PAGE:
Tag Archives: textile history

Pacific Mills

Pacific Mills advertisement, Woman's Home Companion, Nov. 1937. "Maid of Pacific" rayon twill.

Pacific Mills advertisement, Woman’s Home Companion, Nov. 1937. “Maid of Pacific” rayon twill.

I found a whole series of advertisements for clothing made with Pacific Mills fabrics in the Woman’s Home Companion, 1936 and 1937. (I have not examined other years — and only done these years partially.) I’m currently reading Overdressed: The Shockingly High Cost of Cheap Fashion, by Elizabeth L. Cline, so finding an American fabric mill that proudly put its own hang-tag on garments made by various manufacturers was another reminder of the days when quality mattered to shoppers.

Pacific Mills "Maid of Pacific" rayon hangtag. WHC, Nov. 1937.

Pacific Mills “Maid of Pacific” rayon hangtag. WHC, Nov. 1937. “Crown Spun Rayon. . . laboratory-tested fabric construction, color fastness, and all wearing qualities.”

Pacific Mills also advertised in The Ladies’ Home Journal in the late 1930s. Full color ads for Pacific Mills fabrics — especially woolens — can be found online dating to the 1940’s and 1950’s as well. (Search for “Pacific Mills Ad”)

The Vintage Traveler recently showed a photo of a woman playing golf while wearing a playsuit under her open dress (click here to see it), and that reminded me of these playsuits shown in Pacific Mills ads:

Playsuits made from Pacific Mills fabrics, June and May, 1937. WHC.

Playsuits made from Pacific Mills fabrics, June and May, 1937. WHC.

Pacific Mills fabrics for cruise wear, April 1937. WHC.

Pacific Mills fabrics for cruise wear, April 1937. WHC.

The Vintage Traveler has described the rise and fall of many American textile mills (Mitchell Company, Lilly Mills, etc.) and I can’t hope to match her scholarship. A year ago, I couldn’t find anything about Pacific Mills online; now, I find that the company began in “1852 in Lawrence, Massachusetts, where it manufactured prints and fancy cottons as well as worsted goods in its woolen mill operations.” [Click here for source.] Pacific Mills acquired more mills near Columbia, South Carolina in the 1900s, and expanded to Lyman, South Carolina, around 1924, where the town grew up around it. Some Pacific mills produced sheeting; I’m not sure which mill produced the printed fabrics in cotton and rayon which are featured in these 1930’s advertisements.

"All Set for Cruising," Ad for Pacific Mills Sportswear Cottons, WHC; April 1937.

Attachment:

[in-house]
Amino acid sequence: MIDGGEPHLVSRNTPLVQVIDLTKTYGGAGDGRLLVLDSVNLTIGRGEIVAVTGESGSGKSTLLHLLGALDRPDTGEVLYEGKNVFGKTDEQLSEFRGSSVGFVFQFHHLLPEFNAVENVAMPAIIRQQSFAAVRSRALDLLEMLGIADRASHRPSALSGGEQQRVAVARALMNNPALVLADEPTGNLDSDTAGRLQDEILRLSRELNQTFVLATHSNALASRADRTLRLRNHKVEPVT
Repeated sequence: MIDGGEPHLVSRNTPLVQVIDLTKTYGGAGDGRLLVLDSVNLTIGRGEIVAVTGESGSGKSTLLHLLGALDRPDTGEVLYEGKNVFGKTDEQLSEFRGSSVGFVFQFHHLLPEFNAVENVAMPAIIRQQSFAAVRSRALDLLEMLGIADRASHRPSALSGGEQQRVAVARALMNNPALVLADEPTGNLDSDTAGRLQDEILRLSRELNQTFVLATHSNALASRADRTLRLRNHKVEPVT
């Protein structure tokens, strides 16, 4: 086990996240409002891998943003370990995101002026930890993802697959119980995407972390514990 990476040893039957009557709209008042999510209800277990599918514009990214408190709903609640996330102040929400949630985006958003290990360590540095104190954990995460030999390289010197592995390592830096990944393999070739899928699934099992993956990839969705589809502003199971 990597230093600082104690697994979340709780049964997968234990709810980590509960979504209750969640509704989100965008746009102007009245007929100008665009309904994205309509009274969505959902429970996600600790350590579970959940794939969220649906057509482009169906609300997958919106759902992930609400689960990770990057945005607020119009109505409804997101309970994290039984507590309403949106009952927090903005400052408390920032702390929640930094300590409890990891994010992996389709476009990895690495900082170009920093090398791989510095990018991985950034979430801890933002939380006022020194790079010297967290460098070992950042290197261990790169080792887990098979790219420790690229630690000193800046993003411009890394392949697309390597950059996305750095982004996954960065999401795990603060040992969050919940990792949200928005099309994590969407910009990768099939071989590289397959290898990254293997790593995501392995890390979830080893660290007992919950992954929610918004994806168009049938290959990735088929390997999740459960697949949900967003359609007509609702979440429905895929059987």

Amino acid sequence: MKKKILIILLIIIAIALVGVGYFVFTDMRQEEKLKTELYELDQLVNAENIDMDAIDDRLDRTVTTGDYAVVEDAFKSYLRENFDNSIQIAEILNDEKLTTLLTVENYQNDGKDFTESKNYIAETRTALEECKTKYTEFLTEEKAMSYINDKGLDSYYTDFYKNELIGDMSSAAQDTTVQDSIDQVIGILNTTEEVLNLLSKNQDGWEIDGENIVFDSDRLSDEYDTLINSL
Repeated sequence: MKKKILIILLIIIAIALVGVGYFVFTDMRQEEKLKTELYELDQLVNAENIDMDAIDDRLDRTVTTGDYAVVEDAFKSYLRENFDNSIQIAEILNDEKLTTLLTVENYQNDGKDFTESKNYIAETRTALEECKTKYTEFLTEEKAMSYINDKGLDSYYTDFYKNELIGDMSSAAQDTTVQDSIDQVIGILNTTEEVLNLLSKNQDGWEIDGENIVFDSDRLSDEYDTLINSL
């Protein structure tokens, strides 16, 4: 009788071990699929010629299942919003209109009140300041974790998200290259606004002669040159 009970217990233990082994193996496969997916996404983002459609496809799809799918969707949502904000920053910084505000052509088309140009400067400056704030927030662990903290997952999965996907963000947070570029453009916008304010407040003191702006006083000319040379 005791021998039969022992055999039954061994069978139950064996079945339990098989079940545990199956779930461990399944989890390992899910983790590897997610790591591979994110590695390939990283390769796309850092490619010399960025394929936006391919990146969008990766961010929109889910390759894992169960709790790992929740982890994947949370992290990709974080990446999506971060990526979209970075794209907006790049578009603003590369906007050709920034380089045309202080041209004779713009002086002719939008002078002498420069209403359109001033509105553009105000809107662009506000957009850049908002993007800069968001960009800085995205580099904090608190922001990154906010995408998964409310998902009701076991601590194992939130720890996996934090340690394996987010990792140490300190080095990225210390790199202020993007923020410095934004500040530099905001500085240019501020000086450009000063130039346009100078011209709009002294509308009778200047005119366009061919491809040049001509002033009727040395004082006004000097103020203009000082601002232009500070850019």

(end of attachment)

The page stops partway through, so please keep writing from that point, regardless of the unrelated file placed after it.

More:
“All Set for Cruising,” Ad for Pacific Mills Sportswear Cottons, WHC; April 1937.

Pacific Mills Sportswear Cottons ad, April 1937:    "Jauntaire, a linen-weave cotton; Pamico Crash, a rugged peasant-weave; Ker-Splash, a clever shantung-weave broadcloth; and Piqueway, an attractive printed pique."

Pacific Mills Sportswear Cottons ad, April 1937: “Jauntaire, a linen-weave cotton; Pamico Crash, a rugged peasant-weave; Ker-Splash, a clever shantung-weave broadcloth; and Piqueway, an attractive printed pique.”

In the 1970’s, the mill at Lyman was producing “7,000,000 yards per week of woven fabrics from 36″ to 110″ in width, over a broad range of weight from very light to bottom weights, decorated by roller printing, screen printing, beck dyeing and continuous dyeing. End use was generally apparel and sheeting. . . .” according to the Textile History site. (Click here to read the article.)

Pacific Mills "Crinkle" cottons, Ad in Woman's Home Companion, June 1937. Variations on seersucker, they needed no ironing.

Pacific Mills “Crinkle” cottons, Ad in Woman’s Home Companion, June 1937. Variations on seersucker, they needed no ironing.

Pacific Mills Crinkle cottons:  "Idlease, a medium weight seersucker; for spectator sports, afternoon and evening, Blister Sheer, a very light weight." June, 1937 ad.

Pacific Mills Crinkle cottons: “Idlease, a medium weight seersucker; for spectator sports, afternoon and evening, Blister Sheer, a very light weight.” June, 1937 ad.

“Not illustrated, but just as important, are these other Pacific Crinkles, Kwanta Crepe, Cris Crinkle, and Flock Crinkle. Look at these dresses of smart cottons and you’ll want them. . . . At smart stores everywhere … all identified by the Pacific hang-tag, your assurance not only of style-rightness but of unusual value.” — Ad in Woman’s Home Companion, June 1937.

Pacific Mills Tropical Prints ad, Woman's Home Companion, May 1937.

Pacific Mills Tropical Prints ad, Woman’s Home Companion, May 1937.

1937 may p 48 tropical bike pacific prints ad

Pacific Mills' Tropical Prints ad, May 1937. "Cotton shops in smart stores everywhere are now featuring these Pacific Tropical Prints in a variety of amusing designs."

Pacific Mills’ Tropical Prints ad, May 1937. “Cotton shops in smart stores everywhere are now featuring these Pacific Tropical Prints in a variety of amusing designs.”

“How diverting it will be to wear a playsuit of Sand’ Land pique in a frolicsome sea-horse print . . . a sports frock of Cris Crinkle crepe in a whimsical little airplane design  . . . plus-fours and shirt in Lingolyn, very nautically inclined with an all-over design of anchors and ropes.”

Pacific Mills also made fabrics from rayon and other synthetics.

Pacific Mills ad for synthetic fabric, "Gem-o-Sheer. WHC, May 1937.